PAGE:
The main thrust of update #4 focused on four different areas.

Testing was number one. We provide an update on testing, since this topic, in particular, seems to change every few days. It's become fairly clear that testing for the presence of viral RNA using PCR yields the greatest immediate diagnostic benefits. In a symptomatic individual, viral RNA is detectable as early as day one of symptoms and peaks within the first week of detection. Positivity usually starts to decline by week three. However, in severely ill hospitalized patients, PCR positivity maybe persist for three weeks and beyond after the illness onset. In asymptomatic individuals, which are those with only mild symptoms, the viral testing may be negative, a false negative, when in fact that individual may be infectious.

We also talk about the fact that not all test kits are equally effective and this has led to some confusion. But nonetheless, incorporating testing as a part of patient and staff management strategies, when accurate tests become widely available, is recommended.

We also describe a new category of test, and that is an antigen test. As of the issuance of update #4, there was one approved antigen test that quickly detects fragments of proteins found on or within the virus when testing samples collected from the nasal cavity using swabs. This could prove especially useful in reducing the time – from sample collection to results. From three to four days, down to two days, to even as soon as hours or even 15 minutes.

We also reiterated that serologic testing for antibodies was useful for population studies, but should not be used to diagnose the disease nor to give an “immunity passport”. Another major area that was assessed and spoken about in update #4 was with regard to pregnancy. We summarized what we currently know about the impact of COVID-19 on pregnant women and their newborns.

In general, the news is good. Full term, newborns born from mothers with active COVID-19 have done well overall as a group. Severe illness in general, including COVID 19, may precipitate premature labor or lead to early delivery, but in a series of nine women affected with COVID-19 who delivered via C-section, there was no viral RNA seen in the amniotic fluid, cord blood, or breast milk.

We also state what we don't know yet – that there is no data on the fetus, when a woman contracted COVID-19 in the first or second trimester. As fertility providers, we can play an important role in determining the impact of COVID-19 and SARS in pregnancy and the optimal management of pregnant patients. We call for reproductive care providers and their patients to participate in studies that will help understand these issues and provide a link to what's being called the ‘Aspire Study’ to help study this from conception forward.

A third area covered in update #4 speaks to third party reproduction. In the update, we addressed an important segment to fertility care, which is the use of donor sperm, donor eggs and gestational carriers. We address the issues attendant to mitigating risk to sperm and egg donors, as well as gestational carriers who are undergoing treatment, to help our patients. And we recommended enhanced FDA screening of the gamete donors and carriers to mitigate risks to our intended parents.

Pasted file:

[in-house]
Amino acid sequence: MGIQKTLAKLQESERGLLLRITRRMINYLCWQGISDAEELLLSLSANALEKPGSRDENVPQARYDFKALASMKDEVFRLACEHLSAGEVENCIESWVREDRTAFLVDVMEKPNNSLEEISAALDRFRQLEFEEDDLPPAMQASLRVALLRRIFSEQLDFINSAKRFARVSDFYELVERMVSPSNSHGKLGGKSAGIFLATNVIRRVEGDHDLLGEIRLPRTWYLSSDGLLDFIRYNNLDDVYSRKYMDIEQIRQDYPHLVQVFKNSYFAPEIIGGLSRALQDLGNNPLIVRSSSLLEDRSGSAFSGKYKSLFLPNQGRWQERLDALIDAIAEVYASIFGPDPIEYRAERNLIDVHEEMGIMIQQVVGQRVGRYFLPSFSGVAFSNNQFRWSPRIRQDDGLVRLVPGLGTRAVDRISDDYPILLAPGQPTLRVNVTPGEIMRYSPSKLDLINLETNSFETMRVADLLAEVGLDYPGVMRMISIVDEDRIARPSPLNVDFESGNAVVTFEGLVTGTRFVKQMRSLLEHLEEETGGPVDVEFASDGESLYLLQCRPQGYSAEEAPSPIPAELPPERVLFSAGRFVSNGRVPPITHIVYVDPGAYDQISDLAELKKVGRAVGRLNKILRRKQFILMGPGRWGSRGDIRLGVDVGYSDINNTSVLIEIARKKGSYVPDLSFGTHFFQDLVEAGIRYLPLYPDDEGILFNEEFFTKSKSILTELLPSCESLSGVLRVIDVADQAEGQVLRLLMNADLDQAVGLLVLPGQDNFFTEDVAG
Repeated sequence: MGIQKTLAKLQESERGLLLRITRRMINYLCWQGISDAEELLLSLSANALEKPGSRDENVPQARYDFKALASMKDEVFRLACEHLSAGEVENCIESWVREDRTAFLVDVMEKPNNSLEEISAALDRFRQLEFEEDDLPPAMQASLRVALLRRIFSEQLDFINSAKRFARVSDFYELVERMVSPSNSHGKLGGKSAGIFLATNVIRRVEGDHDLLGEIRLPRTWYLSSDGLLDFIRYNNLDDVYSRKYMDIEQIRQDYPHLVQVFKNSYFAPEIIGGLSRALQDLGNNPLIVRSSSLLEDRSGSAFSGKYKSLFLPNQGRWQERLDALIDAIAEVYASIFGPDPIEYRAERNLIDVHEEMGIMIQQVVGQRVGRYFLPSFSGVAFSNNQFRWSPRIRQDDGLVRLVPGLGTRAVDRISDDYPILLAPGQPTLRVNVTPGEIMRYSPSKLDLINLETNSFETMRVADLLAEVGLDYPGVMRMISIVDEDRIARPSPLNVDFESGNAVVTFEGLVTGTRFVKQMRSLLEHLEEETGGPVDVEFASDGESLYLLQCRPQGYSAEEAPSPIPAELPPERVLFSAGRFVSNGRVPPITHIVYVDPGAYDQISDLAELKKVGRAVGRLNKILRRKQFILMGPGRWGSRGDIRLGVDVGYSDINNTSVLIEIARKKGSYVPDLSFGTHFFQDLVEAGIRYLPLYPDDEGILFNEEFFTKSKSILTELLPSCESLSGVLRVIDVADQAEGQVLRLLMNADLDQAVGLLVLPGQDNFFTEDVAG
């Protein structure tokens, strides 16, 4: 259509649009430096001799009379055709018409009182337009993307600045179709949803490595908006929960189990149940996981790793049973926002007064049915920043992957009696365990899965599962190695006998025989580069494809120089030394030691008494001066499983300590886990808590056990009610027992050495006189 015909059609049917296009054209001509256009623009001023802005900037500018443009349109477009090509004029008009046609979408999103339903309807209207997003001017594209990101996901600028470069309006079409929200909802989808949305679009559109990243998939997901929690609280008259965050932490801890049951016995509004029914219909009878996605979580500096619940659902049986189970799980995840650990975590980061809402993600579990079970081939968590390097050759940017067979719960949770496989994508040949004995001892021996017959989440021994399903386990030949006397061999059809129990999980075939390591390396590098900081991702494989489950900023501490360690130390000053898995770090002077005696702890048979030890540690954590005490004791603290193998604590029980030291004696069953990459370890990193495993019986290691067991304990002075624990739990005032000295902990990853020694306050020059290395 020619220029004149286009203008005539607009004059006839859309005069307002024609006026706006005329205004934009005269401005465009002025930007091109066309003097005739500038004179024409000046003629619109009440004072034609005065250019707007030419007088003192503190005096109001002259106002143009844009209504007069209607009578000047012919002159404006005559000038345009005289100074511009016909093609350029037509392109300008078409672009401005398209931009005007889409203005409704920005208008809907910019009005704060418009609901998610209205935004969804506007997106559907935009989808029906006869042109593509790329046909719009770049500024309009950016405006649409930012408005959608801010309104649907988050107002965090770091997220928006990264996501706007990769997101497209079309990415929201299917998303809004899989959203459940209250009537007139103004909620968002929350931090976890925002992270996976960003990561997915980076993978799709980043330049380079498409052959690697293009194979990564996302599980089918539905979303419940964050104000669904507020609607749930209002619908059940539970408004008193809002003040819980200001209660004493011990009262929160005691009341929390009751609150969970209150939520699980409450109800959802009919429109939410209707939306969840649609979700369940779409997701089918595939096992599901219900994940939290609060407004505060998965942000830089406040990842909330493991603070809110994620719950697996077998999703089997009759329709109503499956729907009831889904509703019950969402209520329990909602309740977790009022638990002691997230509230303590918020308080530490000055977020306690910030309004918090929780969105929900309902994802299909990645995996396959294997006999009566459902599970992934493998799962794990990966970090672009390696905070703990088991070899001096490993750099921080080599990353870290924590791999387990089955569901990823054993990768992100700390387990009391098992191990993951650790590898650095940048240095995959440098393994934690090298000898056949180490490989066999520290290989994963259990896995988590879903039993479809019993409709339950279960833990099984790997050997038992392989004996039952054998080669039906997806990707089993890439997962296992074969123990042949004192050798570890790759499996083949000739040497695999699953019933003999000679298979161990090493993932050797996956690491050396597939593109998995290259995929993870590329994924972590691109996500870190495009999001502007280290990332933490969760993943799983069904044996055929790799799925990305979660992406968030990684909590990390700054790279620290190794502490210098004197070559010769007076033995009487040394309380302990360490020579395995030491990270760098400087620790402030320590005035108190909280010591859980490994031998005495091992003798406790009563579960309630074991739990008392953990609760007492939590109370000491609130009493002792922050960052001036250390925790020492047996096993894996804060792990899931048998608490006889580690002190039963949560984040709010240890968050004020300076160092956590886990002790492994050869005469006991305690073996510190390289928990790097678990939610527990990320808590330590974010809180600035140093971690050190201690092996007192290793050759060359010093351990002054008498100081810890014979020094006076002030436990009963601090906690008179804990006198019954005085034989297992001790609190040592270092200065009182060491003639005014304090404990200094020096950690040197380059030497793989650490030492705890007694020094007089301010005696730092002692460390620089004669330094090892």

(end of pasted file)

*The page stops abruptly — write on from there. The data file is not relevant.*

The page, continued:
And finally we also spoke to personal protective equipment. It's the ubiquitous PPE. We revised the recommendations that were published in a table and update #3, based on additional guidance from OSHA and from infectious disease consultants – basically focusing on the risk of aerosolization and droplets spread as a vector and being able to remove the recommendation for the use of face shields in other fairly routine low-risk procedures.

What is the update responding to – and by that, I mean, is it increased understanding, changes in CDC and governmental guidance, etc.?

Update #4 is really responding to refinements more than new developments. It's really the refinements in us understanding critical components of risk mitigation.

One final question for you, Dr. Penzias – the ASRM COVID-19 taskforce has issued updates to the recommendations every two weeks –  until now. The next update is expected in four weeks. Why the change?

The rapid pace of new development seen at the start of the pandemic has begun to slow. We believe that the ASRM recommendations have provided clinics with a solid basis for creating an environment that minimizes risks to patients and to staff.

The framework also calls for clinics to develop their own internal teams to monitor developments and adapt protocols as new knowledge emergence. We believe that we've given many tools to the practices to help them face this pandemic and continue to provide the care that our patients need.

Dr. Penzias, thank you for being with us today.

My pleasure.

May 18, 2020 - 3:34 PM